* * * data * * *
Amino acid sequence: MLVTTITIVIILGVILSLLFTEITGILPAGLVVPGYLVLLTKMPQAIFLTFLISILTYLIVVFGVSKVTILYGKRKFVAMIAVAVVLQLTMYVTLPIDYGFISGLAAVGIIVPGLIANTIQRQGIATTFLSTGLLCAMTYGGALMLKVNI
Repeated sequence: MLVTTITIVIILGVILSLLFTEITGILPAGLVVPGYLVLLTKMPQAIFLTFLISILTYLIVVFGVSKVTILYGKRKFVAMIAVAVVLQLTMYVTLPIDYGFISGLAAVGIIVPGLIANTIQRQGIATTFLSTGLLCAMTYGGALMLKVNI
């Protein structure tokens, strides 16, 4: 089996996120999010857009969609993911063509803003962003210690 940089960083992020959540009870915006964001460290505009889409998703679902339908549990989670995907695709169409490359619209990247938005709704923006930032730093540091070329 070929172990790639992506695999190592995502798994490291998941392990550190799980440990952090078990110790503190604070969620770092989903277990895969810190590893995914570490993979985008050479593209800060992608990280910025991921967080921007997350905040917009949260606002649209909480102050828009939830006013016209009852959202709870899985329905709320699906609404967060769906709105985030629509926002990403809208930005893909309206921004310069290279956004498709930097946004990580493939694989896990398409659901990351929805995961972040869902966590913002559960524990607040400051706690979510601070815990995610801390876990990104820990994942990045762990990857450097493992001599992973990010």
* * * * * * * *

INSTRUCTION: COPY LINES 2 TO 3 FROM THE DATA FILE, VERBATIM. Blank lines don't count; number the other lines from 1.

Repeated sequence: MLVTTITIVIILGVILSLLFTEITGILPAGLVVPGYLVLLTKMPQAIFLTFLISILTYLIVVFGVSKVTILYGKRKFVAMIAVAVVLQLTMYVTLPIDYGFISGLAAVGIIVPGLIANTIQRQGIATTFLSTGLLCAMTYGGALMLKVNI
């Protein structure tokens, strides 16, 4: 089996996120999010857009969609993911063509803003962003210690 940089960083992020959540009870915006964001460290505009889409998703679902339908549990989670995907695709169409490359619209990247938005709704923006930032730093540091070329 070929172990790639992506695999190592995502798994490291998941392990550190799980440990952090078990110790503190604070969620770092989903277990895969810190590893995914570490993979985008050479593209800060992608990280910025991921967080921007997350905040917009949260606002649209909480102050828009939830006013016209009852959202709870899985329905709320699906609404967060769906709105985030629509926002990403809208930005893909309206921004310069290279956004498709930097946004990580493939694989896990398409659901990351929805995961972040869902966590913002559960524990607040400051706690979510601070815990995610801390876990990104820990994942990045762990990857450097493992001599992973990010």